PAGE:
Trailing Dogs

Trailing dogs are trained to find a specific person using a scent article and a starting point where the person was last seen. They can trail a person on roads, through grass, water, and woods, as well as other surfaces. During canine unit training, the dog is taught to follow scents on objects or in the air.

Water Search Dogs

Water search dogs are trained to find submerged bodies. They work by scenting the gases that come off a human body and float to the surface. They ride with their handlers in a boat and after they indicate the probable area of the scent, divers can search more effectively.

Forensic Evidence Dogs

Drug Dogs

Drug Dogs are used to find illegal drugs like narcotics, marijuana, and methamphetamines. They search cars, buildings, people, and can even find illegal drugs buried in the ground.

Bomb Sniffing Dogs

Bomb sniffing dogs are trained to find gunpowder and related explosive compounds. They too can detect these scents through material such as wooden crates, plastic suitcases, or steel buildings.

The Institute for Canine Forensics

Police Canine Unit training requires dogs and their handlers to attend a training facility, where they learn how to perform their Canine Unit duties and work together. A lot of time and effort goes into training dogs and their handlers for a Canine Unit, but they are a worthy and valuable resource for law enforcement across the nation. They are often trained for specific purposes in addition to the general patrol dog, who helps apprehend criminals and protects the handler. Once they finish the initial training, police K-9s patrol and live with their handlers. This time spent together helps strengthen the bond between K-9s and their handlers.

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The Institute for Canine Forensics (ICF) is a non profit organization located in northern California. ICF focuses on canines and canine forensics, meaning dogs that are trained to find forensic evidence and human remains. Their website offers a multitude of fascinating articles, stories, and videos relating to canine forensics. ICF is focused on “developing advanced techniques regarding the use of canines as a forensic tool, to better assist investigative and cultural resource management agencies.” ICF and their dogs are beneficial to archeologists and law enforcement alike. These special dogs have helped unearth buried mysteries up to thousands of years old. Some of the dogs have helped archeologists find Native American burial grounds, others have helped mark the boundaries of old cemeteries or assisted in solving historic mysteries like where the famous Donner Party camped out for months in the deep snow. When searchers (either archeologists or law enforcement) aren’t sure where they should begin searching for human remains, but know the general area, they can use forensic dogs to help. Not only do the dogs help find answers to questions that would otherwise go unanswered, they provide valuable information relating to canine olfactory abilities.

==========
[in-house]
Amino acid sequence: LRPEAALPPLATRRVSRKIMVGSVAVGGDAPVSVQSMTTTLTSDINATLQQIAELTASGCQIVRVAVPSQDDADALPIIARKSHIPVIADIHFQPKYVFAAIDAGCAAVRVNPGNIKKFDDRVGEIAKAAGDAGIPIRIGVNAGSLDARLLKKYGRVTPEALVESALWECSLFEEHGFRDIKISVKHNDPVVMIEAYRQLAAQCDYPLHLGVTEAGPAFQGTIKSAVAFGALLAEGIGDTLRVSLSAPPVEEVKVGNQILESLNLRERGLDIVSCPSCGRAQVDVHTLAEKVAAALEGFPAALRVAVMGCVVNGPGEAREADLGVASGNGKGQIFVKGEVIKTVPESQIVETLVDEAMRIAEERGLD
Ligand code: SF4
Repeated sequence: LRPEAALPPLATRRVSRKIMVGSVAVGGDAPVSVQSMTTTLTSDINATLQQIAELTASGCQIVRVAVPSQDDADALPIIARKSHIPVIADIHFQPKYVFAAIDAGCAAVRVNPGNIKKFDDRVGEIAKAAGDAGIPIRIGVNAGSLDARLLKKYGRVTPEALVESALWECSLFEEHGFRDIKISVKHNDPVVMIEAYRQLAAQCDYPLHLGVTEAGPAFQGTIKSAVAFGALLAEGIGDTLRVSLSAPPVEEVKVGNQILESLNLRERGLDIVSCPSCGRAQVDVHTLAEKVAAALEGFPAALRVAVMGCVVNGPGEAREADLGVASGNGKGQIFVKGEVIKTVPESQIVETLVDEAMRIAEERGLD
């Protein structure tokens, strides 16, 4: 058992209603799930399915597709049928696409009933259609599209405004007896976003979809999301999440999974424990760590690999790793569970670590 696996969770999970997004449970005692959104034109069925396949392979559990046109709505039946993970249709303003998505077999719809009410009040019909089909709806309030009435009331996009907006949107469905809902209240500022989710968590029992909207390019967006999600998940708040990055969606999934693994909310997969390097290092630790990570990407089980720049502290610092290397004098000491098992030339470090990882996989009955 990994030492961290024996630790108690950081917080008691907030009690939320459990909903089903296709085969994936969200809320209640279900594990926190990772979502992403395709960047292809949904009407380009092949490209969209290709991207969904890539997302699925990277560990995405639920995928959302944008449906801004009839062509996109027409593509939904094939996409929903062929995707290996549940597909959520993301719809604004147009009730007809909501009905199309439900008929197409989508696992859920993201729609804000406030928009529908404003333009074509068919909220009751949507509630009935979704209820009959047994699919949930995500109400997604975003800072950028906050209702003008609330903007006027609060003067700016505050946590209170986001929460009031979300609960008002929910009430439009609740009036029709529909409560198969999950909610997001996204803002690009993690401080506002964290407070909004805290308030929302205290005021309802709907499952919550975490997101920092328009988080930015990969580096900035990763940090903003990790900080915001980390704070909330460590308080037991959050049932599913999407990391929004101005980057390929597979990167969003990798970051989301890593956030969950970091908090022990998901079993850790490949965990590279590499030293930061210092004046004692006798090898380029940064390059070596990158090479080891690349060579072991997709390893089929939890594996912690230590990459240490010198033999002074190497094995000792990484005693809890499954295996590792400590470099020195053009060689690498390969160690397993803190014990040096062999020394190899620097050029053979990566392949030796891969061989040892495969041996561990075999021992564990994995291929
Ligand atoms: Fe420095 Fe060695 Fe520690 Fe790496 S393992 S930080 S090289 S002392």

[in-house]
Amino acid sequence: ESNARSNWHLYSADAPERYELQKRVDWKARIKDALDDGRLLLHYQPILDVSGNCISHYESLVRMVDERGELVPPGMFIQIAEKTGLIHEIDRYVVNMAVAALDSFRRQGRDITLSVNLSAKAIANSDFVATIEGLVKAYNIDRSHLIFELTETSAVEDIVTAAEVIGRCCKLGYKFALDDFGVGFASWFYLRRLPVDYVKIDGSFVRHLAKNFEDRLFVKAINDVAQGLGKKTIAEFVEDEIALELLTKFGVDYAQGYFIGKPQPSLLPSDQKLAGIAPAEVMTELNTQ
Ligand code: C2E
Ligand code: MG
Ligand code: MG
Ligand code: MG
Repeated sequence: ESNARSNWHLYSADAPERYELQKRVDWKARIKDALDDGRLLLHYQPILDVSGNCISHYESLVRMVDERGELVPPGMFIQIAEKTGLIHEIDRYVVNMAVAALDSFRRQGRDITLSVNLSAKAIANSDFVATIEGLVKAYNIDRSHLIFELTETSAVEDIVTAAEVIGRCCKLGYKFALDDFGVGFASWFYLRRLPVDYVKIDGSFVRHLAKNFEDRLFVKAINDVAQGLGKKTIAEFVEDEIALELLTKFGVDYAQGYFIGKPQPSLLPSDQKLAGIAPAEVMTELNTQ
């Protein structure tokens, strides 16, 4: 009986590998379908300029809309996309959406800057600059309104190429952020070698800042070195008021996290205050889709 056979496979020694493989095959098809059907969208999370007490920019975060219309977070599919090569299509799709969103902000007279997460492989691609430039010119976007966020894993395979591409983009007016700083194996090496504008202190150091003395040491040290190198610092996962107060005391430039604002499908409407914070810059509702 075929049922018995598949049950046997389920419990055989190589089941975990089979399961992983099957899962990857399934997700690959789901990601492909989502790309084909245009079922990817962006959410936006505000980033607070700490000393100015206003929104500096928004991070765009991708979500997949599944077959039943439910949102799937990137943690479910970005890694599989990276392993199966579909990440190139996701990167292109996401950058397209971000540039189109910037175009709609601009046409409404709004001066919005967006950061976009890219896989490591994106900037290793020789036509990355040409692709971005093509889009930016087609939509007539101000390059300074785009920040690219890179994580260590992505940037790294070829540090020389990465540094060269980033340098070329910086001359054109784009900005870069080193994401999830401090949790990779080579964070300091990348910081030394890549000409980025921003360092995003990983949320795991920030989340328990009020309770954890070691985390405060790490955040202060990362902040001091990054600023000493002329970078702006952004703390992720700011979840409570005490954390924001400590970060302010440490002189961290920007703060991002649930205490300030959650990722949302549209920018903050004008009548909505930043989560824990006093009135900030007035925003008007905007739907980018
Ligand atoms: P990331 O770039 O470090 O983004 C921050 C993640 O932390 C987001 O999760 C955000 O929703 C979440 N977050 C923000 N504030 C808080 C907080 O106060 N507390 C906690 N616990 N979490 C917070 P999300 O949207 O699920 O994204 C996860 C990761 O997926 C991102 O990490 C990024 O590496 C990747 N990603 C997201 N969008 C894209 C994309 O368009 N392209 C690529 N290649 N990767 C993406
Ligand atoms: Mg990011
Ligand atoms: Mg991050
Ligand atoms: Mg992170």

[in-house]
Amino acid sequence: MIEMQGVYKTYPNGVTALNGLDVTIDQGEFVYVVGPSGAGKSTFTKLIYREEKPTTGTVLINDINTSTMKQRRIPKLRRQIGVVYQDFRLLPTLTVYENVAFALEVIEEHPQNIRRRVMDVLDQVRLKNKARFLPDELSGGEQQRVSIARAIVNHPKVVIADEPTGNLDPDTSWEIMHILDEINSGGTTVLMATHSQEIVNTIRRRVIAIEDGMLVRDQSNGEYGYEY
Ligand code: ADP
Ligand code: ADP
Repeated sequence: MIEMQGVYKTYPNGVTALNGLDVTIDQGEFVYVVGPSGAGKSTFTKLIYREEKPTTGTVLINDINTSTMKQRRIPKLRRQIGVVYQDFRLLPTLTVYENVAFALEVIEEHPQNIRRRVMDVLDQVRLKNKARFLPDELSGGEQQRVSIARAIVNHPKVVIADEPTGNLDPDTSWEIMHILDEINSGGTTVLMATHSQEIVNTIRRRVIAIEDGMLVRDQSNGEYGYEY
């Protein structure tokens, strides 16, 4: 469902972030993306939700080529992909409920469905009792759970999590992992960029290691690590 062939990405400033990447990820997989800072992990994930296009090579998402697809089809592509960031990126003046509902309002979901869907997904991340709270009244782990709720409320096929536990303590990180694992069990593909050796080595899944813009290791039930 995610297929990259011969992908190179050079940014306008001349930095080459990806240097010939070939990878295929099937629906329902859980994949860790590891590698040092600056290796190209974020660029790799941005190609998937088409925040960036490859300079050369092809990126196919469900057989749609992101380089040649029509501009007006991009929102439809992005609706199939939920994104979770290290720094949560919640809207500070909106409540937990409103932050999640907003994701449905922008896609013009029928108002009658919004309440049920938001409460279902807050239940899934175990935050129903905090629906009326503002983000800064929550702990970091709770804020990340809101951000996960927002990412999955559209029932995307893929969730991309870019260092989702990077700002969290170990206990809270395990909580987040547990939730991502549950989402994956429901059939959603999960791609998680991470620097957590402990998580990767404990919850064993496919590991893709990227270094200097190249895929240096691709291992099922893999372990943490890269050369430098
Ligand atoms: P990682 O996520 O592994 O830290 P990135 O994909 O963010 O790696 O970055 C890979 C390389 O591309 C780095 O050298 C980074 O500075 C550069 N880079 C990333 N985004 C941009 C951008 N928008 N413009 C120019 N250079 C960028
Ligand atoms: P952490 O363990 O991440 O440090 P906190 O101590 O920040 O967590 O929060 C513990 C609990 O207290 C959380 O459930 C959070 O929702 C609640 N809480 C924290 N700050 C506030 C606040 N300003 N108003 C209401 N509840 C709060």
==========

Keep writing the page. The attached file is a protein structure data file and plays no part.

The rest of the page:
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Did You Know?

Police Officers By the Numbers

There were about 661,500 police officers, sheriffs, and detectives in 2008.

Almost 9 out of 10 worked for local government. The rest worked for state or federal police agencies.

Source: http://www.bis.gov/k12/law01.html